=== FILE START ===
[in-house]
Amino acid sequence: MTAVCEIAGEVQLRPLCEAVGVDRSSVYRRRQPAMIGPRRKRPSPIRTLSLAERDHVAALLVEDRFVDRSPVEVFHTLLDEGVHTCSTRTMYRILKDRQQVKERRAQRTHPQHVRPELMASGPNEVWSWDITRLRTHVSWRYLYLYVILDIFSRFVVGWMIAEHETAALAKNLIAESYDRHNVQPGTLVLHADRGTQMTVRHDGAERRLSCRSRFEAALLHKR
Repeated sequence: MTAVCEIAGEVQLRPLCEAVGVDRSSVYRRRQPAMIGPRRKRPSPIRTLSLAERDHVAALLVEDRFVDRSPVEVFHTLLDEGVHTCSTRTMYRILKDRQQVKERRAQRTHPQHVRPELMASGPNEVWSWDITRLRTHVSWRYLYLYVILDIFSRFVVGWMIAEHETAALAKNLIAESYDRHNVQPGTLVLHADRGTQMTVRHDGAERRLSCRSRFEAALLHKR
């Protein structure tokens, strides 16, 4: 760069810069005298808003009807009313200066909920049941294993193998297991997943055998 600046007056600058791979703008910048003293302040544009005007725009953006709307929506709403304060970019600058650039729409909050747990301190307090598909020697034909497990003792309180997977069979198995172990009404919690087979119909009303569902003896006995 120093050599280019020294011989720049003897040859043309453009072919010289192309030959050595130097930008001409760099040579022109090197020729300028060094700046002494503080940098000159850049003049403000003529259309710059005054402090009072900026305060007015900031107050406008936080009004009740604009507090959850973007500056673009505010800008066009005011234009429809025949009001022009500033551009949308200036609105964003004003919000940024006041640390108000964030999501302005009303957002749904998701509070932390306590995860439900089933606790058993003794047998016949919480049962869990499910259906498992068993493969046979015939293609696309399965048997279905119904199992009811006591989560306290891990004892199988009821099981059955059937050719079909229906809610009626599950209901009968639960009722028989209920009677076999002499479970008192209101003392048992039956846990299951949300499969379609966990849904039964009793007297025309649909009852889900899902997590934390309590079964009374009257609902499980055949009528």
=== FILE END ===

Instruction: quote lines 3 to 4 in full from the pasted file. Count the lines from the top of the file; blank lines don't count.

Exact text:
Repeated sequence: MTAVCEIAGEVQLRPLCEAVGVDRSSVYRRRQPAMIGPRRKRPSPIRTLSLAERDHVAALLVEDRFVDRSPVEVFHTLLDEGVHTCSTRTMYRILKDRQQVKERRAQRTHPQHVRPELMASGPNEVWSWDITRLRTHVSWRYLYLYVILDIFSRFVVGWMIAEHETAALAKNLIAESYDRHNVQPGTLVLHADRGTQMTVRHDGAERRLSCRSRFEAALLHKR
């Protein structure tokens, strides 16, 4: 760069810069005298808003009807009313200066909920049941294993193998297991997943055998 600046007056600058791979703008910048003293302040544009005007725009953006709307929506709403304060970019600058650039729409909050747990301190307090598909020697034909497990003792309180997977069979198995172990009404919690087979119909009303569902003896006995 120093050599280019020294011989720049003897040859043309453009072919010289192309030959050595130097930008001409760099040579022109090197020729300028060094700046002494503080940098000159850049003049403000003529259309710059005054402090009072900026305060007015900031107050406008936080009004009740604009507090959850973007500056673009505010800008066009005011234009429809025949009001022009500033551009949308200036609105964003004003919000940024006041640390108000964030999501302005009303957002749904998701509070932390306590995860439900089933606790058993003794047998016949919480049962869990499910259906498992068993493969046979015939293609696309399965048997279905119904199992009811006591989560306290891990004892199988009821099981059955059937050719079909229906809610009626599950209901009968639960009722028989209920009677076999002499479970008192209101003392048992039956846990299951949300499969379609966990849904039964009793007297025309649909009852889900899902997590934390309590079964009374009257609902499980055949009528």